Reach for Gold: IP and Sports” was the theme set via WIPO (World Intellectual Property Organisation) for this 12-month World Intellectual Property Day on 26 April 2019. As part of the attention-raising tasks in China, the first Forum for Sports and Intellectual Property was held within the campus of Beijing Sport University（北京体育大学）, where members mentioned the modern-day troubles surrounding highbrow property protection regarding sports activities.
What drew the writer’s interest is how hard it is for authorized broadcasters of live sports activities (i.e., E. The rights holder) to assert their rights in opposition to entities engaged in the unauthorized live streaming of the same event on the internet. Most broadcasters who’ve delivered claims to the Court have argued that the published changed into a “work” capable of protection below the PRC Copyright Law. However, as of thus far, the courts have not agreed.
This article examines the current case law (which exemplifies the modern-day barriers facing broadcasters) and analyses the principle issues, namely whether live/real-time publicizes qualify as “works” that may be blanketed via PRC Copyright Law and why the Courts are unwilling to take a new expansive interpretation of PRC Copyright Law so that it could apply to new types of infringement emerging from technological developments (which includes live streaming).
By way of synopsis, until the Copyright Law and applicable rules are amended, or the Supreme People’s Court issues judicial interpretation or case steering with recognition to online live streaming, it presently appears vital for broadcasting rights holders to discover alternative criminal arguments past Copyright Law to protect in opposition to unauthorized live streaming in China. The writer invites rights holders and relevant stakeholders to paint on legal opportunity cases primarily based on belongings rights – the distinct property to commercially benefit from live streaming of sporting activities, as one of the viable answers.
In the dispute between CCTV Network and Wo Ai Liao Internet Technology, Wo Ai Liao launched an internet application that allowed users to get access to applications on CCTV Network, including the actual-time show of the 2012 London Olympics, without the authorization of CCTV Network.
The courtroom of the first instance, recommended by Beijing No.1 Intermediate People’s Court, took the view that wearing activities productions fell brief of “works” underneath PRC Copyright Law. Although CCTV Network could depend upon a TV station’s right to prevent unauthorized rebroadcasting or copying of its applications, the relevant provision, Article 45 of the PRC Copyright Law, is not meant to extend the right to online streaming. Five The Court indicated its “reluctance” to increase the legislative intention in reality due to the emergence of a brand new era.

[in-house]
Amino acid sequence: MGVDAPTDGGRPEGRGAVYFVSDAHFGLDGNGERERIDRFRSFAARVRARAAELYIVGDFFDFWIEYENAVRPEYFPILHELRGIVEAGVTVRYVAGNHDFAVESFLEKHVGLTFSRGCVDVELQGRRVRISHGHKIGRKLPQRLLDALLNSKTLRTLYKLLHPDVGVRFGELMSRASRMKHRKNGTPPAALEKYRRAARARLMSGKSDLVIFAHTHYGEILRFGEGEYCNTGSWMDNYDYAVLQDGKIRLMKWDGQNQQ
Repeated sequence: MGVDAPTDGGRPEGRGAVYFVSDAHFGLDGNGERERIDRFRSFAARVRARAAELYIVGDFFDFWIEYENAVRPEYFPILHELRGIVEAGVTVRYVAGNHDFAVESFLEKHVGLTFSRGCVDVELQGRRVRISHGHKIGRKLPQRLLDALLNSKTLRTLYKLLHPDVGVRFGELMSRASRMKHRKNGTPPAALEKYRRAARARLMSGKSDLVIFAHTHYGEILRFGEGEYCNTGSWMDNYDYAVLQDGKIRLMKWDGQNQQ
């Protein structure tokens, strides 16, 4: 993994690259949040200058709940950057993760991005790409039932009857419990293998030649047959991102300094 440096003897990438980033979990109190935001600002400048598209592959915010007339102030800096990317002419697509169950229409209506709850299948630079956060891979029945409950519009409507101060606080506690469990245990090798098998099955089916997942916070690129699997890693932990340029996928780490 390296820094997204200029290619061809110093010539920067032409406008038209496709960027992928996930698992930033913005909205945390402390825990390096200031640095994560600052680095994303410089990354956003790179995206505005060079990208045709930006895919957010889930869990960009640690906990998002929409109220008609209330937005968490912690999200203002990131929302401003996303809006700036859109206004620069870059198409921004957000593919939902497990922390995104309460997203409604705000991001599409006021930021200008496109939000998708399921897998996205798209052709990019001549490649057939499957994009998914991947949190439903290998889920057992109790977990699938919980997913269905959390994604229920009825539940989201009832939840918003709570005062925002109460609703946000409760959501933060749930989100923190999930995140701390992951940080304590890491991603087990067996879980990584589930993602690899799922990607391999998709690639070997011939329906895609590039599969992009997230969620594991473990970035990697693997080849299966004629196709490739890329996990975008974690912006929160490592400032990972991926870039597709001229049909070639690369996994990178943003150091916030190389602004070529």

Wo Ai Liao was finally ordered to compensate CCTV Network the modest amount of RMB400,000 (c.$fifty eight,000) for violation of Article 2(1) of the PRC Competition Law on the basis that Wo Ai Liao’s unauthorized live streaming diverted site visitors from CCTV Network and therefore disadvantaged CCTV Network of enterprise opportunity?6
In CCTV Network v. Hua Xia Cheng Shi Internet TV, the alleged violation turned much like the Wo Ai Liao case, handiest bearing on instead to the 2014 FIFA World Cup in Brazil. The courtroom of the first example, Shenzhen Futian District People’s Court, held that wearing activities productions could not qualify as “works” underneath the PRC Copyright Law due to carrying activities’ unpredictability and absence of originality.
However, the Court became more willing to compensate CCTV Network below the PRC Competition Law in the quantity of RMB120,000 (c$17,000), a good deal much less than the claim of RMB4,400. The number of damages turned decided with the aid of the Court at its discretion, contemplating the duration of unauthorized live streaming, the recognition of the sporting occasions involved (e.g., The FIFA World Cup held in Brazil), as well as the viewing habits of the audience and so forth.